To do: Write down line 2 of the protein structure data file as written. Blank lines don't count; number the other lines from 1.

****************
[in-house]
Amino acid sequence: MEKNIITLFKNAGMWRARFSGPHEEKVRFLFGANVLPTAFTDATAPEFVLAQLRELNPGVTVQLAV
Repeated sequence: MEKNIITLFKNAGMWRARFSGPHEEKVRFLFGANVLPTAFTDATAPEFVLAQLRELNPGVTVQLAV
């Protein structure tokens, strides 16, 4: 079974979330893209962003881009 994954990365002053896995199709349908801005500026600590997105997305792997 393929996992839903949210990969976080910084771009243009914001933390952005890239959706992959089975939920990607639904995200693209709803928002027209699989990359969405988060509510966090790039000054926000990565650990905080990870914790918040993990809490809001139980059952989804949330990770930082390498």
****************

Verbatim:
Amino acid sequence: MEKNIITLFKNAGMWRARFSGPHEEKVRFLFGANVLPTAFTDATAPEFVLAQLRELNPGVTVQLAV